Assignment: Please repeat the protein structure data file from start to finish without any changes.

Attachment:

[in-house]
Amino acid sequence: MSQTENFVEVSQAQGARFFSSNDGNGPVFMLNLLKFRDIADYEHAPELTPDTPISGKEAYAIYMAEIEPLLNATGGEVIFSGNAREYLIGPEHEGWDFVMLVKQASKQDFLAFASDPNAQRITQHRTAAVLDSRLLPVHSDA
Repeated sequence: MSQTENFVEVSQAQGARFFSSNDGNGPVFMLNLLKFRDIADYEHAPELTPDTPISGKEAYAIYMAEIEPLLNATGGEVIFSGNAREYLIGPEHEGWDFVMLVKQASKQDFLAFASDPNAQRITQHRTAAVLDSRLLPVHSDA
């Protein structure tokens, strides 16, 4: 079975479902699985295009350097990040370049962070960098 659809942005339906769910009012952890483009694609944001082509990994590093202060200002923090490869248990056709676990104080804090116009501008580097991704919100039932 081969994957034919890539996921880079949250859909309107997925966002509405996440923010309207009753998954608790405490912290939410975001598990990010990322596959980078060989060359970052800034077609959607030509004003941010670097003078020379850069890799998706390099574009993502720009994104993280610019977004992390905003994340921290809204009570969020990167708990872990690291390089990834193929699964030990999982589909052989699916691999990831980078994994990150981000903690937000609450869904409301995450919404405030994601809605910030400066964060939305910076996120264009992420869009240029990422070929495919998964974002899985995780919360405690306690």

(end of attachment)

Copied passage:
[in-house]
Amino acid sequence: MSQTENFVEVSQAQGARFFSSNDGNGPVFMLNLLKFRDIADYEHAPELTPDTPISGKEAYAIYMAEIEPLLNATGGEVIFSGNAREYLIGPEHEGWDFVMLVKQASKQDFLAFASDPNAQRITQHRTAAVLDSRLLPVHSDA
Repeated sequence: MSQTENFVEVSQAQGARFFSSNDGNGPVFMLNLLKFRDIADYEHAPELTPDTPISGKEAYAIYMAEIEPLLNATGGEVIFSGNAREYLIGPEHEGWDFVMLVKQASKQDFLAFASDPNAQRITQHRTAAVLDSRLLPVHSDA
């Protein structure tokens, strides 16, 4: 079975479902699985295009350097990040370049962070960098 659809942005339906769910009012952890483009694609944001082509990994590093202060200002923090490869248990056709676990104080804090116009501008580097991704919100039932 081969994957034919890539996921880079949250859909309107997925966002509405996440923010309207009753998954608790405490912290939410975001598990990010990322596959980078060989060359970052800034077609959607030509004003941010670097003078020379850069890799998706390099574009993502720009994104993280610019977004992390905003994340921290809204009570969020990167708990872990690291390089990834193929699964030990999982589909052989699916691999990831980078994994990150981000903690937000609450869904409301995450919404405030994601809605910030400066964060939305910076996120264009992420869009240029990422070929495919998964974002899985995780919360405690306690």